Acorn Foundation Introduction

ACORN Foundation India

ACORN Foundation is a registered charitable Trust currently working in Mumbai, Delhi and Bengaluru. ACORN (India) is affiliated with ACORN International, working in 12 countries around the world. Operations in India were set up in 2005, at the time the campaign focused on protecting livelihoods of hawkers and small traders. We are hoping to start work in Chennai and Kolkata soon.

ACORN Foundation India stands strong and proud on four R's. Reduce, Recycle, Reuse and Respect. The ACORN Foundation India Trust organises ragpickers and train them in scientific methods of waste handling, segregation and recycling. "We want to highlight their work in protection of the environment," says Vinod Shetty of the Acorn Foundation. "We want the government to set up a board whereby polluters pay a cess of about one per cent which can go towards giving these ragpickers a proper income with safe equipment like gloves and other amenities. We want them to be trained in how to handle toxic waste and expertise in recycling goods in a non-hazardous way."

The Dharavi Project

The Dharavi Project in Mumbai is an initiative of the ACORN Foundation (India), and is a registered charitable trust. The Dharavi Project is a multimedia project that utilizes artists and social-impact programs to change the living conditions of over 100,000, 'rag-pickers' who are segregating waste in and around the landfills of Mumbai. Its mission is to increase the welfare of rag-pickers, and give their profession a legitimate and sustainable voice in the recycling and waste-management value chain at Dharavi.

The 8000 tons of waste generated daily by the city cannot be entirely picked up by the municipal corporation, and the gap is filled by Mumbai's rag-pickers who pick up the tons of garbage littering the streets. For this work they are not paid by the city and the city does not recognize them as a workforce. These thousands of children women and youth earn a living by selling the dry waste to scrap dealers, and most of the rag-pickers make barely 75-100 rupees a day.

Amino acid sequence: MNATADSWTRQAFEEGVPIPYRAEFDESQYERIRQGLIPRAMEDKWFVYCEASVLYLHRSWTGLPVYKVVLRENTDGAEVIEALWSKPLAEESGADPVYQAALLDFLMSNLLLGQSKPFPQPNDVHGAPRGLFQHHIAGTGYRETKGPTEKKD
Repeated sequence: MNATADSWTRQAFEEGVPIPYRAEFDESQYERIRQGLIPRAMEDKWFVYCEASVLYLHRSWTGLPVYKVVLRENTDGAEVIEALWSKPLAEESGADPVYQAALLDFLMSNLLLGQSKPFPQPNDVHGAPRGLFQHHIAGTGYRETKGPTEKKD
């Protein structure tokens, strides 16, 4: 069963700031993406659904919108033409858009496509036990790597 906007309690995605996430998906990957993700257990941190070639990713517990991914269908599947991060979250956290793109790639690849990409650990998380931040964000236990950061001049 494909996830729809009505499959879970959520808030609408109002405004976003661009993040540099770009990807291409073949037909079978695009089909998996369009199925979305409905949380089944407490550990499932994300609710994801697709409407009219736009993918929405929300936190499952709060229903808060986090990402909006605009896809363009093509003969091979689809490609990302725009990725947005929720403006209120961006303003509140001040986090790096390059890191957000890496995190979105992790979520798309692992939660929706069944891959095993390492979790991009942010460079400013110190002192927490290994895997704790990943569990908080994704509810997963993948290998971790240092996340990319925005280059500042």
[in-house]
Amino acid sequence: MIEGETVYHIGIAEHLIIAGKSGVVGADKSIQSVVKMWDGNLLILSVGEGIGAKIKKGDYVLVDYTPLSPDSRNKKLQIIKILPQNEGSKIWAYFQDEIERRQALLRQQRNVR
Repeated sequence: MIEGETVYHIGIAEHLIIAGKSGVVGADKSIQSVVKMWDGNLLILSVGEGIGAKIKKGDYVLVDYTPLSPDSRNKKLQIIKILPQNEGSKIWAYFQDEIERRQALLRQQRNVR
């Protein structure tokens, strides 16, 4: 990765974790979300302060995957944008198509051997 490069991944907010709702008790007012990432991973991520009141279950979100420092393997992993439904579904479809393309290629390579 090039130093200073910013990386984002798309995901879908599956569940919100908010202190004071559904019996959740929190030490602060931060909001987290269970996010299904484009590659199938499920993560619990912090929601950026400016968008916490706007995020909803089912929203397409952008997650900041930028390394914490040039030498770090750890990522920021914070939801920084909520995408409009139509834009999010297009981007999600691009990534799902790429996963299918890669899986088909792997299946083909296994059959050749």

The Dharavi Project has been working with the community of rag-pickers in the slums of Dharavi, and hopes to give them the credit they deserve as green collar workers who are cleaning our vibrant but messy city. The hard labour of Mumbai's rag-pickers has ensured a place for Dharavi as one of the largest recycling hubs in Asia.

For a start, all members of the Dharavi Project are being given identity cards. They have formed their own committee which is involved in waste awareness programmes. In one programme, young ragpickers are partnering with schools in waste management. Currently there are some 350 members of the Dharavi Project.

The foundation has also undertaken another initiative - to organise health clinics, programmes and workshops from which young children engaged in ragpicking can get some kind of informal education in music, photography and other arts. A number of artistes have participated in such programmes, among them singers Shankar Mahadevan, Sunita Rao and Apache Indian and Katrina Kaif. "Nearly 40 per cent of those in the waste business are children and women," says Shetty. "We do not want to support child labour but realise that this sector needs alternatives. We hope such cultural events will help them think differently."

    Vinod Shetty is the Director of the ACORN Foundation India, and he is an advocate practicing at the Mumbai High Court. He has been working on communal harmony, environmental protection and human rights for a number of years. And he has also been the delegation leader for the Indo-Pakistan Seeds of Peace program.

Copyright 2010-11. ACORN Foundation India. Dharavi Project.